Tennessee House of Representatives Speech


Mr. Editor- In reading one of the numbers of the NATIONAL JOURNAL, I notice a short speech delivered by Mr. Mitchell of Tennessee, in the House of Representatives, in support of a solution recommending a systematic arrangement whereby all the Indians east of the Mississippi may be removed beyond the limits of any state or territory. I am not surprised, Mr. Editor, nor am I in the least offended, that Mr. Mitchell took the liberty to recommend such a solution, for he is but one amongst many riders of this hobby horse of the Gen. Government. He no doubt did it conscientiously, and from good & benevolent motives; he at least declares so, and I have no inclination to question him. I cannot however but confess, that the veracity of a man becomes doubtful, when, in open day, he makes exaggerated assertions, entirely opposed to facts, and to the experience and observation of hundreds, and of course unsupported by any kind of evidence. This is the character of the speech, of which I have taken the liberty to complain. It contains nothing but exaggerated and unwarrantable assertions. I say unwarranted for of all those who have thought fit to describe our miserable situation, Mr. M. has had the best advantage of knowing our true condition. He has been a neighbor to us, and was, if I mistake not, for a time, a resident merchant in the Nation. But how does he repay us for his stay amongst us? The following quotations form a fair specimen of the speech, and the views of the speaker in regard to the situation of Indians.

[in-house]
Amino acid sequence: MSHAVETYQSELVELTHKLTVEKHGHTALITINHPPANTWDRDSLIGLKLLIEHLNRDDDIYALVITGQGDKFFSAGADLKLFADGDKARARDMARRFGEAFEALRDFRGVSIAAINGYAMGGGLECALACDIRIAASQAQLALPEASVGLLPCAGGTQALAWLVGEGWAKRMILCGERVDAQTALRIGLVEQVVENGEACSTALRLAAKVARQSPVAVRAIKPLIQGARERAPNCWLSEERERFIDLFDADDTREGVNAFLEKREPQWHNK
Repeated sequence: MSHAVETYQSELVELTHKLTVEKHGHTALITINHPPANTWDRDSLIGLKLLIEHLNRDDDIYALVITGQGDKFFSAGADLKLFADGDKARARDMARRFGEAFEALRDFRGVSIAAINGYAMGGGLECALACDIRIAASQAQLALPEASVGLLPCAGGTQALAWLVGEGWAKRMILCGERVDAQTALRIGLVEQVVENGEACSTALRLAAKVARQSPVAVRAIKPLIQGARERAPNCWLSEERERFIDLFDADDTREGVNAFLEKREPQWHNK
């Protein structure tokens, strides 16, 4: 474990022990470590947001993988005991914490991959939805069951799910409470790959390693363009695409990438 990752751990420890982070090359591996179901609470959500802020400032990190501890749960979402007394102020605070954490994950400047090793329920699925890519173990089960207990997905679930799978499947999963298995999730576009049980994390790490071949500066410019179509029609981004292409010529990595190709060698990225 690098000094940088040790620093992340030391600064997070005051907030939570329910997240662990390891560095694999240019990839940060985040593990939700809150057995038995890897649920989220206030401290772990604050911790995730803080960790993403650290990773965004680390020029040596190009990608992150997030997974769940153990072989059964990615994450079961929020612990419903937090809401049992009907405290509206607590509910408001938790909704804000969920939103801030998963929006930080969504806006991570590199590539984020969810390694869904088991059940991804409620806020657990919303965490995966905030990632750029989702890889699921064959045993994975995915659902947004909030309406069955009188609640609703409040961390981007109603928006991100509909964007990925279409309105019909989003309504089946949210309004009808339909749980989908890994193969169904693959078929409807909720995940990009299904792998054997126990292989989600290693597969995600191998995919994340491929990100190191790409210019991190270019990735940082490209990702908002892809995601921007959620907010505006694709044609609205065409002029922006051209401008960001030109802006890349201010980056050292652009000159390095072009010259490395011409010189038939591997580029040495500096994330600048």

"Some of them (the Indians) indeed roll in great wealth; but the great mass of what may be called the poorest class, is in the most abject situation to which human beings can possible be." Now this is mere verbosity, or much empty talk, for who ever believed that an Indian ever rolled in great wealth? The terms are expressive of the highest state of wealth, such as with propriety, may be applied to Croesus, Crassus and others of ancient times, and Roschildes, Gerard and other monied men at the present day. But it is the height of folly to apply it to Indians, who taken in general, are yet but poor people, and those who have possessions, cannot be called very wealthy. A few Negro slaves, (justice forbids that these should be accounted good property,) and a few head of cattle, horses, and hogs, are what constitutes the riches of an Indian.